The Early Rolling Stones

This week we are looking at the debut by the Rolling Stones, an album which signalled the start of Blues Rock. So here’s a little look at where it came from, completely inspired by this video.

The members of the band formed through a shared love of American blues music, taking their name from a Muddy Waters track. The music was quite rare in the UK and not even that popular in the States, especially among white audiences. They began playing in London clubs, including an eight month residency at The Crawdaddy Club. Covering songs by their favourite artists, the band developed into an exciting live act, and were signed by Andrew Oldham to Decca Records.

The Stones’ first single was a cover of Chuck Berry’s Come On but it failed to convey the energy they showed on stage. Their second single, I Wanna Be Your Man, was written for them by Lennon and McCartney after Oldham, the Beatles’ former publicist, bumped into them in the street. A cover of Buddy Holly’s Not Fade Away, the Stones’ third single, was their breakthrough in the UK and the U.S..

This led to the self-titled debut album. Unusually it did not include any of the hits and helped define the album as a art form in its own right. All but one of the songs on the record were covers of the blues and rock ‘n’ roll artists the band loved. Despite singing songs written by others, the Rolling Stones had their own unique sound and the records sounded very different to the originals. The bought together different styles of music to create one unique to them.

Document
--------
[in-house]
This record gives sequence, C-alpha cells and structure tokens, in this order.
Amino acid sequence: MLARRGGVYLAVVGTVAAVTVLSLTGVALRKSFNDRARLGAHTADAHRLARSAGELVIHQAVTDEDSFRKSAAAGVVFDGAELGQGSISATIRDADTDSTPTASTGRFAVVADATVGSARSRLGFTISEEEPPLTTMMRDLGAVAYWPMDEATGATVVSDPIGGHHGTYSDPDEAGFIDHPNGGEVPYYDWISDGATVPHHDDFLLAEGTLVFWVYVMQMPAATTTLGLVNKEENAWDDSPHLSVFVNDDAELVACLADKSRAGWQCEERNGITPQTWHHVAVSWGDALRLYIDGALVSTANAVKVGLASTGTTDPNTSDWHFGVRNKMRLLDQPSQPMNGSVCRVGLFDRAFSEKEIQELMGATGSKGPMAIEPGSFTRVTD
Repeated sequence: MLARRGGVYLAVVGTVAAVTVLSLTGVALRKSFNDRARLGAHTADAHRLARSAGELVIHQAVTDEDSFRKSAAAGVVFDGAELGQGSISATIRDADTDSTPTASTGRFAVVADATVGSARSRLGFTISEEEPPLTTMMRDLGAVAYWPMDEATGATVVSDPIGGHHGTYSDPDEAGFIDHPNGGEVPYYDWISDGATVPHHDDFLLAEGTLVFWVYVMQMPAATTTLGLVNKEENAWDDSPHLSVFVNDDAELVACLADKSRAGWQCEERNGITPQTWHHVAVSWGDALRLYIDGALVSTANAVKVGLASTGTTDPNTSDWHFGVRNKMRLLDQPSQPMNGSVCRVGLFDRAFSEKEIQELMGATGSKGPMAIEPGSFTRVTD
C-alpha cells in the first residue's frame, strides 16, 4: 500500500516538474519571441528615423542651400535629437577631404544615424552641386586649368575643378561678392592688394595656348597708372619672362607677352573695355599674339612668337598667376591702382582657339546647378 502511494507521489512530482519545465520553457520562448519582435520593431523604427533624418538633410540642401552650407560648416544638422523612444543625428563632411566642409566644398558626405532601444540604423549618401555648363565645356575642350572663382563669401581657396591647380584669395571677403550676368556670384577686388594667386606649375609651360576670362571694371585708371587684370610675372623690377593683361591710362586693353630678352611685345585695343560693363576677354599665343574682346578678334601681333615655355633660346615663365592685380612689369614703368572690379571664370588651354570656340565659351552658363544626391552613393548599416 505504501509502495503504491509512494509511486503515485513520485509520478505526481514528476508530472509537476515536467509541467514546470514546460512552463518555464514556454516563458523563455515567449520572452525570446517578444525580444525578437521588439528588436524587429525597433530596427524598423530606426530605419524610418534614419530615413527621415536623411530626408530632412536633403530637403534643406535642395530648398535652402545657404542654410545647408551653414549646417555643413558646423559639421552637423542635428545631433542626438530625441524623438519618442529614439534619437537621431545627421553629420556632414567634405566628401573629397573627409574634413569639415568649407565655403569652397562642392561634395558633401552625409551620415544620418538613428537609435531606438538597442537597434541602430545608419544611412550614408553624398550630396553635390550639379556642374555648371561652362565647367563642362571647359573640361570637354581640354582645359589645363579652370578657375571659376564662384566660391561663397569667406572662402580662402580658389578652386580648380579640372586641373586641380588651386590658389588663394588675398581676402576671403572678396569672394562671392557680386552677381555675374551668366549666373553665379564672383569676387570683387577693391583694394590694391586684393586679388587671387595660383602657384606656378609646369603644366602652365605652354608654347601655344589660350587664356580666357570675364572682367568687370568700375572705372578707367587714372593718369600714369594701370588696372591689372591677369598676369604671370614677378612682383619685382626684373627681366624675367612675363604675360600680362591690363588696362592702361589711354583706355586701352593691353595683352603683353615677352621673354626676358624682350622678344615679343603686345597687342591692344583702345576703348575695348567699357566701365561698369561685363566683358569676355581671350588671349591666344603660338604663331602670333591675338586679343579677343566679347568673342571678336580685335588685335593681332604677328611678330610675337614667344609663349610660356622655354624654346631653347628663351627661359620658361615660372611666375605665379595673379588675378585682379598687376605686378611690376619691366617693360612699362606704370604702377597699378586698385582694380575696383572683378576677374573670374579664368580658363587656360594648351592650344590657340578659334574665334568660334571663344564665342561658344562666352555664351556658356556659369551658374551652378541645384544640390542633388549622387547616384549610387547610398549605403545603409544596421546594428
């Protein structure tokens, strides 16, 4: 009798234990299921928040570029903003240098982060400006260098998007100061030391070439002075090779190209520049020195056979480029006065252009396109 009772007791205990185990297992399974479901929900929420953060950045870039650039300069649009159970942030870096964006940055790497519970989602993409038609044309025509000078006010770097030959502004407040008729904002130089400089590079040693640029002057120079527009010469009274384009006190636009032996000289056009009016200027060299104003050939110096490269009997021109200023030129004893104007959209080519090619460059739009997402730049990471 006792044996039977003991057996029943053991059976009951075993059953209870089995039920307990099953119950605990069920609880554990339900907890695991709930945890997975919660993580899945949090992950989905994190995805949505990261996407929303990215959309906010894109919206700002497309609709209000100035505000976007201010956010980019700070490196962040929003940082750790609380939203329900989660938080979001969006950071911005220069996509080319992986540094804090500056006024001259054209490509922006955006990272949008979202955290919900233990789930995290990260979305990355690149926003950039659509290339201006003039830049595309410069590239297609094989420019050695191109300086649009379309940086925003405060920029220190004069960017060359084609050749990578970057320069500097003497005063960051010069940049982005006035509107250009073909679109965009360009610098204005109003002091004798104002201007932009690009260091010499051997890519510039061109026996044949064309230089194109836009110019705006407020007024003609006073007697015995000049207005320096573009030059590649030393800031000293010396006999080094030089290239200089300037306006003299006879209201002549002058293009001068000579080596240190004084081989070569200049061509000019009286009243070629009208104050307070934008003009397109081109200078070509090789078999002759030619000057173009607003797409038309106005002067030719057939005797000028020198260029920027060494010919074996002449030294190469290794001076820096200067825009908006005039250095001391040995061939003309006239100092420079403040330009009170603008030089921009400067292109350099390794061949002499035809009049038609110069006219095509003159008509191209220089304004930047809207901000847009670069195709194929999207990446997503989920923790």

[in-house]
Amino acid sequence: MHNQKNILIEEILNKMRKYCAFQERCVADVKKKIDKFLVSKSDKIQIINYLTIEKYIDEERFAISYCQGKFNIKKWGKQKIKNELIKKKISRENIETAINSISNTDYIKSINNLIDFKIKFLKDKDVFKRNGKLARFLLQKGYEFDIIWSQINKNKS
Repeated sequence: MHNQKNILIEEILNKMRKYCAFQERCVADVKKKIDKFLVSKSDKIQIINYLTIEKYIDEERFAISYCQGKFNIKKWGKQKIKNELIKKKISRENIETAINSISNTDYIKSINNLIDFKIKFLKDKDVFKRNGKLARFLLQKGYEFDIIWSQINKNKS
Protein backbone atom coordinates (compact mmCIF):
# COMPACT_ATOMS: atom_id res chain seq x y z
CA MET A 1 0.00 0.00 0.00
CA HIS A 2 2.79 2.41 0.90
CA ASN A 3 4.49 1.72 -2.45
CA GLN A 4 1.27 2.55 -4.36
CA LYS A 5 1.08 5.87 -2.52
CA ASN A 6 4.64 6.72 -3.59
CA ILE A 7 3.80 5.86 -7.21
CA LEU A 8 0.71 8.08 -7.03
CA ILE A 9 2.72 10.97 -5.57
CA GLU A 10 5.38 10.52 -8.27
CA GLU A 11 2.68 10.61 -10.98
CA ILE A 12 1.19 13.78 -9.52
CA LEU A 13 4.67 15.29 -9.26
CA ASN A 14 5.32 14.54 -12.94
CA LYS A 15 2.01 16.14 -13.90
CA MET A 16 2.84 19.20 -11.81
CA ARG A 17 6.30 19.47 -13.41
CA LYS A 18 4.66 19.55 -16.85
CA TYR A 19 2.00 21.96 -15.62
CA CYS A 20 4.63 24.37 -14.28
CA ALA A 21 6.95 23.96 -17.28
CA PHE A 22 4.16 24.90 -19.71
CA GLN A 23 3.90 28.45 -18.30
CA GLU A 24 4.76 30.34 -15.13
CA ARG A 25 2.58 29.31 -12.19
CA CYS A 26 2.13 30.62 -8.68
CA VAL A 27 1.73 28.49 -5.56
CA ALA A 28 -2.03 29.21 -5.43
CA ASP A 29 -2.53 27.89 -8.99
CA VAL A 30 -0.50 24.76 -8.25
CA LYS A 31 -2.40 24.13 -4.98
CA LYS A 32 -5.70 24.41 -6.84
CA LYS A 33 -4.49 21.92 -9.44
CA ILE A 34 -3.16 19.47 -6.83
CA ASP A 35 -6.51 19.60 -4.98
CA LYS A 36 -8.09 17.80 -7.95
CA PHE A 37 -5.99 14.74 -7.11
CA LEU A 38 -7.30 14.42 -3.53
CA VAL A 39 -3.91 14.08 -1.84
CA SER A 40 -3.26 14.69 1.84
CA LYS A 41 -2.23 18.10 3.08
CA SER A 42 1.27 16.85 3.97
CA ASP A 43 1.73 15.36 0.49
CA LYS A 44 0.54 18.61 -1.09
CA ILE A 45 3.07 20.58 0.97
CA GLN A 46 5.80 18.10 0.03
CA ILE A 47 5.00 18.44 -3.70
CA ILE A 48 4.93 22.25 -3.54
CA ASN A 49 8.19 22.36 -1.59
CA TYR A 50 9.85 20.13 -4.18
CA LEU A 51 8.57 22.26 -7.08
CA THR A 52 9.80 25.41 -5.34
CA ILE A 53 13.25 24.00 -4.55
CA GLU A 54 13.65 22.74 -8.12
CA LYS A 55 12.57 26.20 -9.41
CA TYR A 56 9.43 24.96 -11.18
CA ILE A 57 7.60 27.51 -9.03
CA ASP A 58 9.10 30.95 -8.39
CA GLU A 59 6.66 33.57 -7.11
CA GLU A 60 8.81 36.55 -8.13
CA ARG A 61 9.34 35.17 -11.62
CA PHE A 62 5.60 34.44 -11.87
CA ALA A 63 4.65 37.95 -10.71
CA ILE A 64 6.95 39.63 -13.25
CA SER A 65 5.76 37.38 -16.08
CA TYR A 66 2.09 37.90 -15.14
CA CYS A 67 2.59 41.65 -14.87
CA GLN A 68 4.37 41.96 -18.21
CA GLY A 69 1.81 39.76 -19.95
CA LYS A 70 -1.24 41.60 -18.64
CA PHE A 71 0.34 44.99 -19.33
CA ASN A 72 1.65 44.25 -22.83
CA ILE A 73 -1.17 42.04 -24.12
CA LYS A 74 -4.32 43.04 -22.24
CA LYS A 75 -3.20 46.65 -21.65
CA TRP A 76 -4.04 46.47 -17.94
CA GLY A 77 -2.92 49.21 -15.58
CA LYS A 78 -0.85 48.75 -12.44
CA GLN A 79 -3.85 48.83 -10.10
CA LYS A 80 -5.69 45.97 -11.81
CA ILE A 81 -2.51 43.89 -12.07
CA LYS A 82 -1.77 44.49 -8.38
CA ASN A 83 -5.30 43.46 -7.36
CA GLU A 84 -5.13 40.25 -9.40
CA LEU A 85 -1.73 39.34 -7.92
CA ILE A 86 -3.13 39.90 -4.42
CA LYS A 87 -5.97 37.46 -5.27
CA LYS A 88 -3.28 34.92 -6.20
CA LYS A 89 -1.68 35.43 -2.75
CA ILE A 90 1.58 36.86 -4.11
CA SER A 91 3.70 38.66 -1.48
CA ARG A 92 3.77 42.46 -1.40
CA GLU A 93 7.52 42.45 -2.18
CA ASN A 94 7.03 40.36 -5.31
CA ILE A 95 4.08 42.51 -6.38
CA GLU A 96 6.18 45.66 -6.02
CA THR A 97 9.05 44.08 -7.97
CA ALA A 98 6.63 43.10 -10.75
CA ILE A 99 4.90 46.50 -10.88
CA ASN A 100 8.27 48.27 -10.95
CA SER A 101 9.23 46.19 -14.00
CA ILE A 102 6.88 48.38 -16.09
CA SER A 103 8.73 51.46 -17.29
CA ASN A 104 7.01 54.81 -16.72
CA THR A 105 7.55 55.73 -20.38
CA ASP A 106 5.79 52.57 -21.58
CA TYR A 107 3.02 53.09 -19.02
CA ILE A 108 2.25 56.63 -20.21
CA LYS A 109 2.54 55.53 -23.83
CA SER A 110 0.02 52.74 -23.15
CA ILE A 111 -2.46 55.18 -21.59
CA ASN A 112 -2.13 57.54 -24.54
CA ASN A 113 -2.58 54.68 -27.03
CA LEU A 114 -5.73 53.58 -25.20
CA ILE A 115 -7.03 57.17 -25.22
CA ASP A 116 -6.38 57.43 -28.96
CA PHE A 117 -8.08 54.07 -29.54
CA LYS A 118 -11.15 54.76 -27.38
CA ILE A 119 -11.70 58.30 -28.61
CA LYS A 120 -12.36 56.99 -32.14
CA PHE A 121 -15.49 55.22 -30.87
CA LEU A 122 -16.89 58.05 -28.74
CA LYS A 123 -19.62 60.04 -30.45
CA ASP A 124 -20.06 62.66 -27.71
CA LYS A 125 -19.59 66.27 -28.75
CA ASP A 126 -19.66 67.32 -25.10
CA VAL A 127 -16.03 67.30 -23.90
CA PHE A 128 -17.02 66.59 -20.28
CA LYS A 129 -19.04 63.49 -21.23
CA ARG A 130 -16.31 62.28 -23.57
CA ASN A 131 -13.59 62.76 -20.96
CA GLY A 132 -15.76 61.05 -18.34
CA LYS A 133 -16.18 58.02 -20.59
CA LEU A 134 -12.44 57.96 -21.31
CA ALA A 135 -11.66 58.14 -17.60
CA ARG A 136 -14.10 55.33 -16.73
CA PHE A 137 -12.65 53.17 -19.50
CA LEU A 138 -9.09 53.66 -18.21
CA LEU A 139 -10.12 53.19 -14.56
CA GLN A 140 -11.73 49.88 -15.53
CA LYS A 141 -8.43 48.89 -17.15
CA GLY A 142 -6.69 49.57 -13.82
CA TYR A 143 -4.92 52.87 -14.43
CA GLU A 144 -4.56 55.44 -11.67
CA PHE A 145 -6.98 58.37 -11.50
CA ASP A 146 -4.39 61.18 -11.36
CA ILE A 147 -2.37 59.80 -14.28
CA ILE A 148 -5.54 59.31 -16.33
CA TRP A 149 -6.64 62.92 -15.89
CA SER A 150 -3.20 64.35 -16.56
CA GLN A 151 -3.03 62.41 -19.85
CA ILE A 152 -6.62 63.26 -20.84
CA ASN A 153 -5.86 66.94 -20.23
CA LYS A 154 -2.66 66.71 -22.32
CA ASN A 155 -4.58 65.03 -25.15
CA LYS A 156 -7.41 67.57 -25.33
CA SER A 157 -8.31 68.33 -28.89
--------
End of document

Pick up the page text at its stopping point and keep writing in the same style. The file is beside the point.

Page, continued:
Like the Beatles also did with their early covers, the Rolling Stones introduced little-known blues and R&B artists, like Howlin’ Wolf and Willie Dixon, to a much wider audience. They showed the world the obscure music they liked and invited people to go and listen to it. During their first tour of the U.S., they travelled to Chess Records, the home of the blues artists that had inspired them. They met their idols and recorded some songs at the studios, including their first number one single, It’s All Over Now.

If you want to watch more documentaries about the Rolling Stones, here is part two (1967-1969). A third video looks at the period 1969-1974, despite the incorrect title.

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2 Responses to The Early Rolling Stones

  1. Louise says:

    It is impossible to see those videos!
    Those YouTube links are private.

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